JOHN F. ROBINSON
Jan. 20, 1876
AE 54 yrs. 9 mos.
Go to thy rest and while
Thy absence we deplore,
One thought our sorrow shall beguile
For soon with a celestial smile
We meet to part no more.
The small, white marble segmented-top tombstone in the Tomb Cemetery in Holden, Maine, marks the grave for John Robinson. This epitaph has two themes: “go to thy rest” and “we meet to part no more,” both of which are commonly found. This eipitah, however, says that not only will they meet again to part no more, but with a “celestial smile.”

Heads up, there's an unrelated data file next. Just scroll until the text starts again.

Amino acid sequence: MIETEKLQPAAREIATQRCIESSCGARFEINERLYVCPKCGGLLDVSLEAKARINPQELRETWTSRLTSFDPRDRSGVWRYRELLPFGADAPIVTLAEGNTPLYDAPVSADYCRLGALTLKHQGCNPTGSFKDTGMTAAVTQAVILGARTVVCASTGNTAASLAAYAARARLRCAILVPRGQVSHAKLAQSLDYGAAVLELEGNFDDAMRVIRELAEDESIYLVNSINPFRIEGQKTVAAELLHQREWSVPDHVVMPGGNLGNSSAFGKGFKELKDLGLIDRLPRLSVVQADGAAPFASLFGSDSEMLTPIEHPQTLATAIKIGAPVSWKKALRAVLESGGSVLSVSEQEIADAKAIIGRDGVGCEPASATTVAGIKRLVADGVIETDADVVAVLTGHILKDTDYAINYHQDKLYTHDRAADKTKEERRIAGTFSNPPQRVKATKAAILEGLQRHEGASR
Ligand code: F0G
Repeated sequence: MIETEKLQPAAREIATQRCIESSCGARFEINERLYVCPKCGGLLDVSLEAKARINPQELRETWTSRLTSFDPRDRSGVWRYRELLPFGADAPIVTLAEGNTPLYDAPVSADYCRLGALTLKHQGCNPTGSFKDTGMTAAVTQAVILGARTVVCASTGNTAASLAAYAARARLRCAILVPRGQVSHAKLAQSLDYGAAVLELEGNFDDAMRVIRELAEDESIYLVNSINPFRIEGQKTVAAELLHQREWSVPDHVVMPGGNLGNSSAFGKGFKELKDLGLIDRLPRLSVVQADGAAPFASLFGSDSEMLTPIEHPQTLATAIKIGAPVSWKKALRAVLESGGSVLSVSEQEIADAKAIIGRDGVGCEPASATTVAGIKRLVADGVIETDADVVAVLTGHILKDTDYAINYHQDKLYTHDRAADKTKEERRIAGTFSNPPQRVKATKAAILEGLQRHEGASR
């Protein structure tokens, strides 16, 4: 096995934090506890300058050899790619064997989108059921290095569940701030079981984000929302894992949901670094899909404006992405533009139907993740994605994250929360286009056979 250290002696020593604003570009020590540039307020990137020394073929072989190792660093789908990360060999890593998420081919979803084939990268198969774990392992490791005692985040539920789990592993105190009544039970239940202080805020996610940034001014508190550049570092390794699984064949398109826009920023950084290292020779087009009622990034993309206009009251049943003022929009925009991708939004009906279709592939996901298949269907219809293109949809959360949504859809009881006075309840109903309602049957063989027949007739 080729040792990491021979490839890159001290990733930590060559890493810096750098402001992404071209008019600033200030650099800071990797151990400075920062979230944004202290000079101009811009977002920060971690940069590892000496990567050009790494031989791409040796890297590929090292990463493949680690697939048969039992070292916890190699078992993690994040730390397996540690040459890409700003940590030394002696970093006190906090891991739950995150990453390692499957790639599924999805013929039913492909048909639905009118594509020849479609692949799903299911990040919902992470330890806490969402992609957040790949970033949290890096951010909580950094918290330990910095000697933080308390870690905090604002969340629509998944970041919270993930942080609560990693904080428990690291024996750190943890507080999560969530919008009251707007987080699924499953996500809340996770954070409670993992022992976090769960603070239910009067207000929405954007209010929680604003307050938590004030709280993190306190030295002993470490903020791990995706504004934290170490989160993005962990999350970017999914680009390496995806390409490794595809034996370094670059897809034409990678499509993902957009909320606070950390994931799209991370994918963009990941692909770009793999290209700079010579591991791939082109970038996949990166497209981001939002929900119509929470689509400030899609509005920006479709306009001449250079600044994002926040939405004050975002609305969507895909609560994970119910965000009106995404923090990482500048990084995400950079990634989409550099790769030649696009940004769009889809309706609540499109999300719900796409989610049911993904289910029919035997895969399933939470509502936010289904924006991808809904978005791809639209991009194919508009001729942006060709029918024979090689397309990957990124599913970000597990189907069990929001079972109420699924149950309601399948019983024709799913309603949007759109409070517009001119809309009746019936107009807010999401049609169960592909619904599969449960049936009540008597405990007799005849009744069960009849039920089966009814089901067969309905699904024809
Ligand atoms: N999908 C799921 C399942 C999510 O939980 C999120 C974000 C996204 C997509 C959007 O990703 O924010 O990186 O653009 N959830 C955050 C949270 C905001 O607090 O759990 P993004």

One aspect that is different with this epitaph is that it reads almost like a limerick. The typical limerick which was popularized in 18th Century England, is five lines with rhyming pattern—a a b b a. However, this epitaph’s rhyming pattern is—a b a a b, which is not typical. One other convention is turned round. Limericks usually have the first, second, and fifth lines long, with lines three and four being short and punchy. The longest lines in this epitaph are three and four, again, breaking with convention.